If you already have a competency framework that has been in place for more than a couple of years, it may be in need of a strategic review and see how it's working for your business.
Probably a good first step is to look at how and where your competencies are used and where they can be reinforced. To help, here's a list of the reference points and factors for you to bear in mind as part of this:
The organisational values. Competencies are an excellent opportunity to set out what is expected, in behavioural terms, of someone who works in line with the values of the company. Competencies can describe what values look like in practice and help people to understand how they can align their performance and behaviour with them. It’s surprising how often we find that the competency framework and the values bear no resemblance to each other whatsoever, and sometimes contain impossible contradictions...
The current strategy. Your mission and vision may not have shifted much – or at all - in two years but your strategic priorities have undoubtedly been revised in the light of current market conditions, competitor activity and environmental pressures and developments. Your competency framework should set out the enabling behaviours that will support the achievement of those priorities and help you to recruit and develop the key capabilities which will be needed within the workforce in the coming 2 to 5 years.
Your brand. We highly recommend working closely with the marketing department to identify opportunities to strengthen the representation of your brand by aligning internal behaviour with the image you present externally, with clients and partners. Again, we frequently see an entirely different set of internal expectations to what the brand promises to its customers.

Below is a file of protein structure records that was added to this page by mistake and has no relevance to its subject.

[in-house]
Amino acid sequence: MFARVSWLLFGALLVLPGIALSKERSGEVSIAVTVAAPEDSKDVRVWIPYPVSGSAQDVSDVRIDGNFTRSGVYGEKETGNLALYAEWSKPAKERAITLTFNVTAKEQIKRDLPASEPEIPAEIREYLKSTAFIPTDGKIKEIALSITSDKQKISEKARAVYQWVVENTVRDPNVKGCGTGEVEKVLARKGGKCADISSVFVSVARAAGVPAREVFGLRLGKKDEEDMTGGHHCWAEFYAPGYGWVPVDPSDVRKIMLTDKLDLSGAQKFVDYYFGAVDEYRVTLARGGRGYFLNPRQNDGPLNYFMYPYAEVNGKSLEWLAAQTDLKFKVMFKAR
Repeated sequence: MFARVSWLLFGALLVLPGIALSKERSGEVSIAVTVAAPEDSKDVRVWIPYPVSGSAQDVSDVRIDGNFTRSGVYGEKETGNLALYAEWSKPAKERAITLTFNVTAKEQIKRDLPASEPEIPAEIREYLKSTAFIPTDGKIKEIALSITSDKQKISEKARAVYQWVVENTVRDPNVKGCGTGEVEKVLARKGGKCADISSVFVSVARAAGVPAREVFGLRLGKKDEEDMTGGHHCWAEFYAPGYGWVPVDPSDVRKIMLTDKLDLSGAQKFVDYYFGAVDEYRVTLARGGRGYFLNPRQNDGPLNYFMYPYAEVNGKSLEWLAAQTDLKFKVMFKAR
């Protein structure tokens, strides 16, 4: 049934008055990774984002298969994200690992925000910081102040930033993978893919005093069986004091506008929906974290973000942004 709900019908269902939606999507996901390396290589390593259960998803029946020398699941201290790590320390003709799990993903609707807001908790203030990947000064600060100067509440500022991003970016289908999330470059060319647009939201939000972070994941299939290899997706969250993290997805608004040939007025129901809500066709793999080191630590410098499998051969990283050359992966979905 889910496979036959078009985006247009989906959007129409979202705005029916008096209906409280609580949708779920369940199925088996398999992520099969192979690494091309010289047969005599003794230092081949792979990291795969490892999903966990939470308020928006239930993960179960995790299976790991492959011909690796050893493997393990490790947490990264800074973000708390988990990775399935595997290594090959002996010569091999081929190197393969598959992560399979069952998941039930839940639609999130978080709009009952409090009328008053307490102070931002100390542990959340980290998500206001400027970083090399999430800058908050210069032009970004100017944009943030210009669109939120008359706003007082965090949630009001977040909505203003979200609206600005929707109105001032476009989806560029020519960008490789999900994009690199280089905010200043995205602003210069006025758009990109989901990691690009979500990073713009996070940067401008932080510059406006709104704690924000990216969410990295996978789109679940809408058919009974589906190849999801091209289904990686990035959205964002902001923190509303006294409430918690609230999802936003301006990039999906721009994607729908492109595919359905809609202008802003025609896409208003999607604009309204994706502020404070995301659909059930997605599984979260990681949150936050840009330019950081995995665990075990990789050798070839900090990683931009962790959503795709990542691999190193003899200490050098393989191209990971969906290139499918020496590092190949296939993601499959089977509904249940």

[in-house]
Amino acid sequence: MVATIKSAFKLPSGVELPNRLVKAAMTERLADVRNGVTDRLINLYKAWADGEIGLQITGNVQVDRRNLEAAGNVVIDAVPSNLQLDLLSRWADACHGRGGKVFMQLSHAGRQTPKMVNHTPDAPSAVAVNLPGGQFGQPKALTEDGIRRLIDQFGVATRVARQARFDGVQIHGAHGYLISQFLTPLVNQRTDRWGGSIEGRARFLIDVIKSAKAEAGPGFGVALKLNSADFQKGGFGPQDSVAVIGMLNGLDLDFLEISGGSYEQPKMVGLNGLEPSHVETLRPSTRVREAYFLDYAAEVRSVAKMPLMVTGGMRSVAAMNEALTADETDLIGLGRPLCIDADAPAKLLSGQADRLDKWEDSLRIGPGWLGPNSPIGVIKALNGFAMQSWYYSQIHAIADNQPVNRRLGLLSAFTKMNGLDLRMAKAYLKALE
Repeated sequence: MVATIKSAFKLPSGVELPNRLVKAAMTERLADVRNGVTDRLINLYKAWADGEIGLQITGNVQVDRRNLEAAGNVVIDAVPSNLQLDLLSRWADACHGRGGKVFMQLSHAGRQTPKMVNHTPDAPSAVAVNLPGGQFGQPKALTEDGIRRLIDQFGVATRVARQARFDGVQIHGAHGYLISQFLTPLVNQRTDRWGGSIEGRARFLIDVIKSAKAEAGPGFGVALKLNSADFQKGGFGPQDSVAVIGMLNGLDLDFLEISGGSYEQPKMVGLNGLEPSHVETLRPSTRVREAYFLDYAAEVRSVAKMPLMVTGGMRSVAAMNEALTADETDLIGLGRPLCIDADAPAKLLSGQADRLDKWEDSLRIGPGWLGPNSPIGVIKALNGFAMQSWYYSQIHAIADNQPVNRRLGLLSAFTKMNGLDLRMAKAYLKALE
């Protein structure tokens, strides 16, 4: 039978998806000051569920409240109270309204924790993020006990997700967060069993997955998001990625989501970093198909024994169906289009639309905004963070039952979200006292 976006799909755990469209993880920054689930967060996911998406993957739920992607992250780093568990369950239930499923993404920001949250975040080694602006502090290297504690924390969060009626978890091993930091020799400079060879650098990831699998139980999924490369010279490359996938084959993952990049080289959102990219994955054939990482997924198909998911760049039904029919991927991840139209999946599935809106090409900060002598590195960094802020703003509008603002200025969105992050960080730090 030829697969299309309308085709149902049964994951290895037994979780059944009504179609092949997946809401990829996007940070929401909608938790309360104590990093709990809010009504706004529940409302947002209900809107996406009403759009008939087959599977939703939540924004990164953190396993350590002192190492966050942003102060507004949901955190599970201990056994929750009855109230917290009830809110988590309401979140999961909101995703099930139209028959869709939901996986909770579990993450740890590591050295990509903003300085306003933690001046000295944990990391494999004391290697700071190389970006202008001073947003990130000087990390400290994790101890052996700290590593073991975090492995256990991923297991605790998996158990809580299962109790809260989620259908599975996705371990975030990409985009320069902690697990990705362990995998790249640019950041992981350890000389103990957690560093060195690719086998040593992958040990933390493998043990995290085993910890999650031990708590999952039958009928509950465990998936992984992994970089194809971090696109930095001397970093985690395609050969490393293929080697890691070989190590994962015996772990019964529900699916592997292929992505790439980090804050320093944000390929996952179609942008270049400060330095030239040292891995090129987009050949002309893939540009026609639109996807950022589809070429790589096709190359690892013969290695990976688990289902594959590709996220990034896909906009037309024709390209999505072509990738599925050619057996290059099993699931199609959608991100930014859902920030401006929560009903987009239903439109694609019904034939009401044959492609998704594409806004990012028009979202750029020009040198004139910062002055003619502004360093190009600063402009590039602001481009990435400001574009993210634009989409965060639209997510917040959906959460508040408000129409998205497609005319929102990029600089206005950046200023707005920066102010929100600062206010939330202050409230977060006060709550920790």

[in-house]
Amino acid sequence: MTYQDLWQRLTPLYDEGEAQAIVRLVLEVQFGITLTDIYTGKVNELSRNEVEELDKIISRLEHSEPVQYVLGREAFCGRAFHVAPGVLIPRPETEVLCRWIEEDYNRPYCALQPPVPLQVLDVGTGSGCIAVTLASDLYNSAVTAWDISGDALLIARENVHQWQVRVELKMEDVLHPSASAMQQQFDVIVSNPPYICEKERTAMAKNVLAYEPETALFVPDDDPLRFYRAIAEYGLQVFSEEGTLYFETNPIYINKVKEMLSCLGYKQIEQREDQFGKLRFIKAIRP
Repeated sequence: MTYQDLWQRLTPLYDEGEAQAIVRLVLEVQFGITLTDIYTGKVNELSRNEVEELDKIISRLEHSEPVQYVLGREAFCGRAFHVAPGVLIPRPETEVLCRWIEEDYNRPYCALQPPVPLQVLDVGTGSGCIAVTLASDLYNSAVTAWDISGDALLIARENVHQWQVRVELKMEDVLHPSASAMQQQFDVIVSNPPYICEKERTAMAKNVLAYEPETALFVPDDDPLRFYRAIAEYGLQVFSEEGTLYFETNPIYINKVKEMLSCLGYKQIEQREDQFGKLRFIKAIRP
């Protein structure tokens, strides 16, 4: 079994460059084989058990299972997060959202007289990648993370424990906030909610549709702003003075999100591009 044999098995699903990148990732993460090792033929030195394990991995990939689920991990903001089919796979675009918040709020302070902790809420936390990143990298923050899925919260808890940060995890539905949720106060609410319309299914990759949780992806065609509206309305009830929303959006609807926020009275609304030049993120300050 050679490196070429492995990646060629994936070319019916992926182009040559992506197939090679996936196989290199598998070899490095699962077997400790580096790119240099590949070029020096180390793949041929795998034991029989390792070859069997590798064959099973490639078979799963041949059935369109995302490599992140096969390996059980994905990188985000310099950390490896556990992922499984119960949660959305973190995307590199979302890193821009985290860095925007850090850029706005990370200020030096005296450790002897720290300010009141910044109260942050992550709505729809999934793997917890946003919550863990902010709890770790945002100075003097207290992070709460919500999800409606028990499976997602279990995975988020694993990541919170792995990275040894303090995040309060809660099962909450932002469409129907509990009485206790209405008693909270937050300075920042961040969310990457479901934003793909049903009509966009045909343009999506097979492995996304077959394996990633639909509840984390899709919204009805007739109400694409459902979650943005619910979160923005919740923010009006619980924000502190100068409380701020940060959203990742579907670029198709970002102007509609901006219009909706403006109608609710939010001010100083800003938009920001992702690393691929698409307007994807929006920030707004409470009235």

Your talent management strategy. What are you currently doing to ensure that your organisation has the right people in the right place at the right time? Your competency framework needs to support all of the various talent management practices in the organisation so do an audit of your requirements here. Are you using several different (and potentially confusing) scales across assessment methodologies? Does the framework contain sufficient ‘granularity’ to allow discrimination between different levels of performance? Is it flexible enough to be used across working patterns, job families, grades, specialisms and locations?
The relevance of your competencies. Do your competencies remain culturally relevant, and even possible? Do some reflect an older way of working and speak more to a time when our working lives were less dominated by social media, mobile technology and digital communication? Are they sufficiently forward-looking? Do they convey a ‘them and us’ message, separating out groups such as managers, leaders, full time employees, product specialists or customer-facing roles? Are they inclusive, reinforce the value of diversity and provide a fair platform for assessment and decision-making? Is the language clean, simple and reflects the way that people actually talk?
Often, a review such as this results in subtle changes rather than radical ones and there's a balance to be had between shifting the goalposts too frequently and making sure things stay relevant and up to date.
But once you’re confident that your framework reflects current priorities and supports delivery in the near future, then you can turn your attention to putting it to work. And that's the subject of our next blog!
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You may also be interested in reading our article in which we look at the role of competency frameworks within talent management.
And a further article about bringing competencies back to life.